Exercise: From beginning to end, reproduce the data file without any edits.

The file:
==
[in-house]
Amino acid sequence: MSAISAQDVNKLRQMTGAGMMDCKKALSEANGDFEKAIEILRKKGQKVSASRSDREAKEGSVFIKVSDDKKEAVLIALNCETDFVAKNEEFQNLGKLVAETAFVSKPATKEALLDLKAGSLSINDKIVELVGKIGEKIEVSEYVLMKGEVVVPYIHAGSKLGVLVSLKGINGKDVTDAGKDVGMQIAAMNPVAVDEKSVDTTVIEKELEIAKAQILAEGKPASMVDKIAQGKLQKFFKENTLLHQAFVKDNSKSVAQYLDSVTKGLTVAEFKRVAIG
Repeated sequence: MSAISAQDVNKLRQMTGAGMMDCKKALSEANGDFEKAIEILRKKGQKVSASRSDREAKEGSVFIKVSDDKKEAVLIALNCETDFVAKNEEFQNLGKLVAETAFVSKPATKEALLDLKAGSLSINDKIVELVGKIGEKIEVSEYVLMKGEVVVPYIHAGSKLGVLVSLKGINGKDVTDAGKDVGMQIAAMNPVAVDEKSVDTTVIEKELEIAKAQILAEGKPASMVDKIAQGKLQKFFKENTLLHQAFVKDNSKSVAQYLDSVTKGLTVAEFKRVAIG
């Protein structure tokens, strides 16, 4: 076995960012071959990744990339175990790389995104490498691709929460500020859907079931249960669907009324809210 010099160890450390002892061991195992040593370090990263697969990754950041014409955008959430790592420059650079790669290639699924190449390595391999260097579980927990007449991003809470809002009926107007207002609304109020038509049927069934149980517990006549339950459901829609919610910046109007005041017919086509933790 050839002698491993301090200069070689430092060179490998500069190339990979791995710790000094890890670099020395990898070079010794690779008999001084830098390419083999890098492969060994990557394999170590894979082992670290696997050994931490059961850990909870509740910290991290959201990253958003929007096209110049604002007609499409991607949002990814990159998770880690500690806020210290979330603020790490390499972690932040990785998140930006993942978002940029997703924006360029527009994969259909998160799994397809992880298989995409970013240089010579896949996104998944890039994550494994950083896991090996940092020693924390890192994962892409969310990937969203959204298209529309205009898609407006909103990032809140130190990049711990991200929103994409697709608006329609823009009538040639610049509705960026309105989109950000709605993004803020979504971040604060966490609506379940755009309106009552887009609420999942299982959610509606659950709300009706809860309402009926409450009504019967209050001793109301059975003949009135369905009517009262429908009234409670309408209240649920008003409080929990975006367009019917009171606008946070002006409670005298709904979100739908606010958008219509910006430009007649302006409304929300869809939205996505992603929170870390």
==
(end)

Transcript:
[in-house]
Amino acid sequence: MSAISAQDVNKLRQMTGAGMMDCKKALSEANGDFEKAIEILRKKGQKVSASRSDREAKEGSVFIKVSDDKKEAVLIALNCETDFVAKNEEFQNLGKLVAETAFVSKPATKEALLDLKAGSLSINDKIVELVGKIGEKIEVSEYVLMKGEVVVPYIHAGSKLGVLVSLKGINGKDVTDAGKDVGMQIAAMNPVAVDEKSVDTTVIEKELEIAKAQILAEGKPASMVDKIAQGKLQKFFKENTLLHQAFVKDNSKSVAQYLDSVTKGLTVAEFKRVAIG
Repeated sequence: MSAISAQDVNKLRQMTGAGMMDCKKALSEANGDFEKAIEILRKKGQKVSASRSDREAKEGSVFIKVSDDKKEAVLIALNCETDFVAKNEEFQNLGKLVAETAFVSKPATKEALLDLKAGSLSINDKIVELVGKIGEKIEVSEYVLMKGEVVVPYIHAGSKLGVLVSLKGINGKDVTDAGKDVGMQIAAMNPVAVDEKSVDTTVIEKELEIAKAQILAEGKPASMVDKIAQGKLQKFFKENTLLHQAFVKDNSKSVAQYLDSVTKGLTVAEFKRVAIG
């Protein structure tokens, strides 16, 4: 076995960012071959990744990339175990790389995104490498691709929460500020859907079931249960669907009324809210 010099160890450390002892061991195992040593370090990263697969990754950041014409955008959430790592420059650079790669290639699924190449390595391999260097579980927990007449991003809470809002009926107007207002609304109020038509049927069934149980517990006549339950459901829609919610910046109007005041017919086509933790 050839002698491993301090200069070689430092060179490998500069190339990979791995710790000094890890670099020395990898070079010794690779008999001084830098390419083999890098492969060994990557394999170590894979082992670290696997050994931490059961850990909870509740910290991290959201990253958003929007096209110049604002007609499409991607949002990814990159998770880690500690806020210290979330603020790490390499972690932040990785998140930006993942978002940029997703924006360029527009994969259909998160799994397809992880298989995409970013240089010579896949996104998944890039994550494994950083896991090996940092020693924390890192994962892409969310990937969203959204298209529309205009898609407006909103990032809140130190990049711990991200929103994409697709608006329609823009009538040639610049509705960026309105989109950000709605993004803020979504971040604060966490609506379940755009309106009552887009609420999942299982959610509606659950709300009706809860309402009926409450009504019967209050001793109301059975003949009135369905009517009262429908009234409670309408209240649920008003409080929990975006367009019917009171606008946070002006409670005298709904979100739908606010958008219509910006430009007649302006409304929300869809939205996505992603929170870390």